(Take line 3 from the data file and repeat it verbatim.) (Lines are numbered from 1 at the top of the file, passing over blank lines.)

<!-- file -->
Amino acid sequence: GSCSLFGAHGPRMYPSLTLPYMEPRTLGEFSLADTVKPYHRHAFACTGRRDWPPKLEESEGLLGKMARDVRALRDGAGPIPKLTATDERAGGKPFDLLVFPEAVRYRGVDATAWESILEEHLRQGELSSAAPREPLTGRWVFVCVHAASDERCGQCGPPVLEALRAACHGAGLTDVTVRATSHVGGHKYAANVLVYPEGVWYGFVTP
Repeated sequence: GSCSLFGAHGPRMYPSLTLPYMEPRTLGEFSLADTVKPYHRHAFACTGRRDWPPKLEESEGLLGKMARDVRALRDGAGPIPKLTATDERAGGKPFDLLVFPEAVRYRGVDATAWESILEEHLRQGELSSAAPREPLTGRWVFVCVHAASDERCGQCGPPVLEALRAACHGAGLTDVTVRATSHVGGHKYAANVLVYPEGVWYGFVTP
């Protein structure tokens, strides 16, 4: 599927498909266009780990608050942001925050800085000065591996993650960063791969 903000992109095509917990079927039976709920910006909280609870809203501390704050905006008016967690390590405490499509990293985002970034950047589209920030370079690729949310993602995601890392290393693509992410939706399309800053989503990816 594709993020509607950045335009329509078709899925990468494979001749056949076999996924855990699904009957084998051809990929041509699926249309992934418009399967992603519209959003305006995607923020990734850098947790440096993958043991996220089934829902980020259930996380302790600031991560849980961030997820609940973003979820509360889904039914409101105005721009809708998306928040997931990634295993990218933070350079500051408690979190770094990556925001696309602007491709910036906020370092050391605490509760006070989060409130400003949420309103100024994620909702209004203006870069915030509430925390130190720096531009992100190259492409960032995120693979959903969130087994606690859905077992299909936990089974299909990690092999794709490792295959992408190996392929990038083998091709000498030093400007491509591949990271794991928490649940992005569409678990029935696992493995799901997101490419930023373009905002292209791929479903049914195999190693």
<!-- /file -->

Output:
């Protein structure tokens, strides 16, 4: 599927498909266009780990608050942001925050800085000065591996993650960063791969 903000992109095509917990079927039976709920910006909280609870809203501390704050905006008016967690390590405490499509990293985002970034950047589209920030370079690729949310993602995601890392290393693509992410939706399309800053989503990816 594709993020509607950045335009329509078709899925990468494979001749056949076999996924855990699904009957084998051809990929041509699926249309992934418009399967992603519209959003305006995607923020990734850098947790440096993958043991996220089934829902980020259930996380302790600031991560849980961030997820609940973003979820509360889904039914409101105005721009809708998306928040997931990634295993990218933070350079500051408690979190770094990556925001696309602007491709910036906020370092050391605490509760006070989060409130400003949420309103100024994620909702209004203006870069915030509430925390130190720096531009992100190259492409960032995120693979959903969130087994606690859905077992299909936990089974299909990690092999794709490792295959992408190996392929990038083998091709000498030093400007491509591949990271794991928490649940992005569409678990029935696992493995799901997101490419930023373009905002292209791929479903049914195999190693």